October 7, 2010
Methodist Rehab services help women pursue more natural look, movement following mastectomy
By Lucy Schultze
Health and Research News
In the early days after a breast cancer diagnosis, the focus is on survival.
But there comes a time when a woman is ready to reclaim the way she looked and felt before a mastectomy. And that’s when she can benefit from the assistance of certified mastectomy fitters and physical therapists.
These medical professionals at Methodist Rehab help women improve their self image and return to the activities they love.
“Women can recover their pre-mastectomy shape better than they might imagine,” said Helen Jeffries Lamb, a certified fitter of breast prostheses with Methodist Orthotics & Prosthetics in Flowood. “I tell them, ‘I can’t get you back the way you were — but I can get you so close.’”
“A lot of women come in and are very depressed and struggling with their self-image,” Lamb adds. But hearing that modern breast prostheses are typically made from silicone — just like the breast implants women pay thousands for — often helps change their perspective, she said.
The process of getting professionally fitted for a breast prosthesis starts with hearing a woman’s story and understanding where she is in the treatment process, Lamb said. The fitter then performs measurements and, in the case of double-mastectomy patients, finds out which cup size the woman would like to have.
“It’s important to work with someone who cares and who has taken the time to make sure the prosthesis fits just right before you walk out the door,” said Trisha Greer, who recently completed her training as a mastectomy fitter in the Hattiesburg office of Methodist Orthotics & Prosthetics.
“Women should know that life does not end once this happens to you,” Greer said. “And generally, if you have a very good fit, no one can even tell you’re wearing a prosthesis.”
Hope is there, too, when it comes to recovering one’s strength, posture and range of motion after such a dramatic surgery as a mastectomy.
But many breast-cancer survivors and even their physicians aren’t aware of the post-surgery benefits that specialized physical therapy can provide, said Susan Geiger, a physical therapist who manages growth and development for outpatient services at Methodist Outpatient Rehabilitation in Flowood.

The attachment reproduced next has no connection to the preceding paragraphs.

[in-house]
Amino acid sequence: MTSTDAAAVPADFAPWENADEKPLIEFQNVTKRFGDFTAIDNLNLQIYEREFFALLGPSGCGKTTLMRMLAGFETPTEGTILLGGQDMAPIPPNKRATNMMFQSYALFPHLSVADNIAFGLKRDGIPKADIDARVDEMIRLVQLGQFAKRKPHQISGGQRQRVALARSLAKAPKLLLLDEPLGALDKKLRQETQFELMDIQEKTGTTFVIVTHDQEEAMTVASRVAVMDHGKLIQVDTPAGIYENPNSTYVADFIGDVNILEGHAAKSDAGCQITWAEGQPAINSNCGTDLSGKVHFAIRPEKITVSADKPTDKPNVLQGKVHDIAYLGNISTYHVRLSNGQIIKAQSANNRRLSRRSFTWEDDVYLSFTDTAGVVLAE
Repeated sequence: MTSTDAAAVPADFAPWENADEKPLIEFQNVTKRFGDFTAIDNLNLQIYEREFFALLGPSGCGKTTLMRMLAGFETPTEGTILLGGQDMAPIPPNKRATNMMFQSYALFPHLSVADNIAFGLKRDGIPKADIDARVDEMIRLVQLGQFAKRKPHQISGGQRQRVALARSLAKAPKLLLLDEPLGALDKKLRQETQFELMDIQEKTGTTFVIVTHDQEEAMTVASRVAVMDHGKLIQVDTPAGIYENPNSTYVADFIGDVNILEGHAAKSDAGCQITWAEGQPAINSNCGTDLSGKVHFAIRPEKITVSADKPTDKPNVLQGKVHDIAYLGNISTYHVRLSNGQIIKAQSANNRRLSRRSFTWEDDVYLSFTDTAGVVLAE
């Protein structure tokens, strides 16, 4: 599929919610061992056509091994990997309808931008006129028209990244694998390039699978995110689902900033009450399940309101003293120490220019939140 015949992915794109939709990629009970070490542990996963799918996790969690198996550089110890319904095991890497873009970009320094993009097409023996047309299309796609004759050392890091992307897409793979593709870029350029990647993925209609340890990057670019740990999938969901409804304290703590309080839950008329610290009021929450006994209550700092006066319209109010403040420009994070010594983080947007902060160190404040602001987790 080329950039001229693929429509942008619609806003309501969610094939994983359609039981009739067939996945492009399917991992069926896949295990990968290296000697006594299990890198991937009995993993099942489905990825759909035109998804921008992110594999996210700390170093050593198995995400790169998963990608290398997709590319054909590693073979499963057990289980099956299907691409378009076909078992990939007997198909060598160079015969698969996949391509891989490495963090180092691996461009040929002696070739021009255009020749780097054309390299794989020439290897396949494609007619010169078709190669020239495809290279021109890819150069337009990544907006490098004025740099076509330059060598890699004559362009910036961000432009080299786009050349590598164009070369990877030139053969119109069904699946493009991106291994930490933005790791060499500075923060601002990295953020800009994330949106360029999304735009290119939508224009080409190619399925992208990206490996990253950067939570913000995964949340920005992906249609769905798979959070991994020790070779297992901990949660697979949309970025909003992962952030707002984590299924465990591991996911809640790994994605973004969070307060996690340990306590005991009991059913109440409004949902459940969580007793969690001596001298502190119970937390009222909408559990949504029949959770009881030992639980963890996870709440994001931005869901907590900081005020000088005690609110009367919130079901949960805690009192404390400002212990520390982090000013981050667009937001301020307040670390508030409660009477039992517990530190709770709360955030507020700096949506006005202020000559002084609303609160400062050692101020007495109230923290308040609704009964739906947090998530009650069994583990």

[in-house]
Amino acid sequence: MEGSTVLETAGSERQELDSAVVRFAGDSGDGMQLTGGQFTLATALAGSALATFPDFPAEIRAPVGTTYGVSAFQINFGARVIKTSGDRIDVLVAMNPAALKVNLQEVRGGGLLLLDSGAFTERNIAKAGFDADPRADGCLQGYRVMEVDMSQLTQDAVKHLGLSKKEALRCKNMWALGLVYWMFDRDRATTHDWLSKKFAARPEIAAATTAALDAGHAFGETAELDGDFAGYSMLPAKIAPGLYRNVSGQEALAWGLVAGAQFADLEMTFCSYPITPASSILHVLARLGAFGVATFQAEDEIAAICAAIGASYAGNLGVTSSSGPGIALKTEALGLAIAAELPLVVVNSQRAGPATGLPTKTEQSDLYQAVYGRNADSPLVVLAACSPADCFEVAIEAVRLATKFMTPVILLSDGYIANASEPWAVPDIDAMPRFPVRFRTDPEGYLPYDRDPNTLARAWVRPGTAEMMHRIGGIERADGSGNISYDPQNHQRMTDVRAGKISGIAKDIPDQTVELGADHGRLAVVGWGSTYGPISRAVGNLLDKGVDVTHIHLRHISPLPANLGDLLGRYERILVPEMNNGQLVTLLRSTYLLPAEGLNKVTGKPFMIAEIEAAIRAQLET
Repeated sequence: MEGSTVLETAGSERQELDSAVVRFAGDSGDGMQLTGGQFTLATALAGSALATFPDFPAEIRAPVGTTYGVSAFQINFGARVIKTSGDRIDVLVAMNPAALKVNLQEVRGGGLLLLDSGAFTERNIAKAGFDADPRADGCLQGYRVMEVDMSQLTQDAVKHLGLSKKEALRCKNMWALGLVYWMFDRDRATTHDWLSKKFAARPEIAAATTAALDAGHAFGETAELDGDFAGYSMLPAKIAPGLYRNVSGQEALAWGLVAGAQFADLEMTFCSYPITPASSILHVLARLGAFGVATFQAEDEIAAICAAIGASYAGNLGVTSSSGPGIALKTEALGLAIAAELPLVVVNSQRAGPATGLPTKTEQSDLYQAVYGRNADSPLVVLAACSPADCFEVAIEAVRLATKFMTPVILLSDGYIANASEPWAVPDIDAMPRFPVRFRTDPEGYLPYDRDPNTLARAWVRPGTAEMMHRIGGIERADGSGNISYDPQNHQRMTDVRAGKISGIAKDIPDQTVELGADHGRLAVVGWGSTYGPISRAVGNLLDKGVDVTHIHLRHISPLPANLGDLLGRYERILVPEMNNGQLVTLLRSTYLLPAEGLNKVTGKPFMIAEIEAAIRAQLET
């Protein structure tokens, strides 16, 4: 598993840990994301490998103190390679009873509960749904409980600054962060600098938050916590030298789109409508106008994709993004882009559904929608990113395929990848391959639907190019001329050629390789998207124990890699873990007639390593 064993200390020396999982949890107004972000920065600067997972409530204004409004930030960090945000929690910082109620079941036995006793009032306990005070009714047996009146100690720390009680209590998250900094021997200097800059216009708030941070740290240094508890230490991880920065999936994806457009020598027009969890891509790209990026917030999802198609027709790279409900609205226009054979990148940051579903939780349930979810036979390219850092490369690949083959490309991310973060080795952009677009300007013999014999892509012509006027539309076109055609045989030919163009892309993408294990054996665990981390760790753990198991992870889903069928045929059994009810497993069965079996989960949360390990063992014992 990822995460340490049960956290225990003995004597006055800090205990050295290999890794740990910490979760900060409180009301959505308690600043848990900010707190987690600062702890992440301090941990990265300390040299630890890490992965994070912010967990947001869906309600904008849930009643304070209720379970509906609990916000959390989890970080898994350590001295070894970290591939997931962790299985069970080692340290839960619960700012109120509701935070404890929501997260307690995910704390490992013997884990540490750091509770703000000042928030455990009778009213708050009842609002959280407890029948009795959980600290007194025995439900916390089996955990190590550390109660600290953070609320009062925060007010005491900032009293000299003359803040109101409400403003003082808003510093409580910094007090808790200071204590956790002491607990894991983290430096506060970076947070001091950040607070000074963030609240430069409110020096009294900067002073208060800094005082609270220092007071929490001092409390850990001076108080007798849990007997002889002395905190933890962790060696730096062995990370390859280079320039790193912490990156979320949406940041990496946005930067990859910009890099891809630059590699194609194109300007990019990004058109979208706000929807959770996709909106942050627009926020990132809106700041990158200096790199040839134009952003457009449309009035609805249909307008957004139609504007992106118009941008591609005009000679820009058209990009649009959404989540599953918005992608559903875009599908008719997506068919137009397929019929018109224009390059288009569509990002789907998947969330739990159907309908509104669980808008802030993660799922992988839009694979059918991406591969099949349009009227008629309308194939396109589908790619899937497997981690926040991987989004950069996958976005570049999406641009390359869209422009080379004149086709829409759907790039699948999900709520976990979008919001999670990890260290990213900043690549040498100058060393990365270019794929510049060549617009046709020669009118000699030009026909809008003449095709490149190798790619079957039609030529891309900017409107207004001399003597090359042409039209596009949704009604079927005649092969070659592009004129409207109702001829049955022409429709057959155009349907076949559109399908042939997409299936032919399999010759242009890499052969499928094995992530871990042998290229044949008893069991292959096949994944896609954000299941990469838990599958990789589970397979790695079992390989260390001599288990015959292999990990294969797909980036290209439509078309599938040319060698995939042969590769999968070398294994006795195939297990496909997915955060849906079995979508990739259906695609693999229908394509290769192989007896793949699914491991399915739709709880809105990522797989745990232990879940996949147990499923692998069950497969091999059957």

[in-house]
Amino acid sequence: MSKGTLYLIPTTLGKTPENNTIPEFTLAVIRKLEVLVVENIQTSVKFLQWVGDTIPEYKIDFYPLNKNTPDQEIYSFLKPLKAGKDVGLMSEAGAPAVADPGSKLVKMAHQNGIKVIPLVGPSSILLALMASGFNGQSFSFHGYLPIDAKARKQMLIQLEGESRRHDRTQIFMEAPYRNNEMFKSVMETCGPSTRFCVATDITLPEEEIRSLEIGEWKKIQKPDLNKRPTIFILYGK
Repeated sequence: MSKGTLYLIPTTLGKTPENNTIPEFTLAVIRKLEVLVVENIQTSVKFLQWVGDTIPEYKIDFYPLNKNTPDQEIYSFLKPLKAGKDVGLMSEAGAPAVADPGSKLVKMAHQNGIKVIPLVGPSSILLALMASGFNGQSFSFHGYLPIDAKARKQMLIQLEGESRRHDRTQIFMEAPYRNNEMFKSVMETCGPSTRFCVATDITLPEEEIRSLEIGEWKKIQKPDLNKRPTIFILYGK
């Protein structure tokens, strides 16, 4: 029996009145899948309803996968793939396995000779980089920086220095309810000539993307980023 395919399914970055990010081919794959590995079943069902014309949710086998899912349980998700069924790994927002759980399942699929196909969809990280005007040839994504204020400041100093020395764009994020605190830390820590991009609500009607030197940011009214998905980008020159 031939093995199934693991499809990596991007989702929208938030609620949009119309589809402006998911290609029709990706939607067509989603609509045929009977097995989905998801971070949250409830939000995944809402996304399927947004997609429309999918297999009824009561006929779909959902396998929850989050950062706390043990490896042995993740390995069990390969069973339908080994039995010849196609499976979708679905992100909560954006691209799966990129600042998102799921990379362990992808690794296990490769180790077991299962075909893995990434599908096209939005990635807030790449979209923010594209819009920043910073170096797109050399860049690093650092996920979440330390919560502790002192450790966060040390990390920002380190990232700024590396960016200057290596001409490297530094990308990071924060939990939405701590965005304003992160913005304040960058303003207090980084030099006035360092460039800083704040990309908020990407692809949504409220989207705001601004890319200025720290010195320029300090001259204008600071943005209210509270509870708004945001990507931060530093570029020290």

“We realized a few years ago that one area of need not being met was in working with ladies after they’d had mastectomies,” Geiger said. “Physical therapy can be a great benefit — but if a physician doesn’t think about it, it’s not likely the patient would either.”
Post-mastectomy physical therapy begins with exercises to restore a patient’s basic range of motion and strength, not only in the shoulder, but also in the neck, elbow and hand, Geiger said.
“Just like if you’d had orthopedic surgery, if you’re in a lot of pain and fearful of moving it, you won’t use that extremity,” she said. “That’s why we try to connect with patients as early as we can after surgery, so that they don’t develop those restrictions in their strength and movement.”
Geiger said other benefits of working with a physical therapist after mastectomy include:
— Preventing poor posture and the respiratory problems it can bring, particularly among older patients.
— Identifying an onset of lymphedema and treating it through massage, wrapping techniques and, if needed, a referral for custom-fitted compression garments to control swelling.
— Working with scar tissue to deal with sensitivity, pain and any tightness that can hinder mobility.
Too often, Geiger said, the medical community relies upon survivor-to-patient support groups to pass along tips about the exercises that can help breast-cancer survivors preserve their strength and movement after mastectomy.
“Ideally, after a person has had surgery, they should see a therapist even for a one-time assessment,” she said. “The therapist can see what any potential problems are or if a patient is right on track. Either way, that person will have a resource to go back to if they need help along the road of recovery.”
Many women aren’t aware of all the services that are available for mastectomy patients. But when various medical professionals work together, breast cancer survivors reap the benefits.
“It’s all about getting the patient back to where they were before cancer disrupted their lives,” Geiger said. “A professionally-fitted prosthesis can help a woman look natural and feel more confident and secure. And physical therapy can give her the ability to return to her usual activities.”
For information about therapeutic services available for breast cancer survivors, call Methodist Outpatient Rehabilitation at 601-936-8888. For information about breast prostheses fittings at Methodist Orthotics & Prosthetics clinics in Flowood, Meridian and Hattiesburg, call 1-866-306-9933.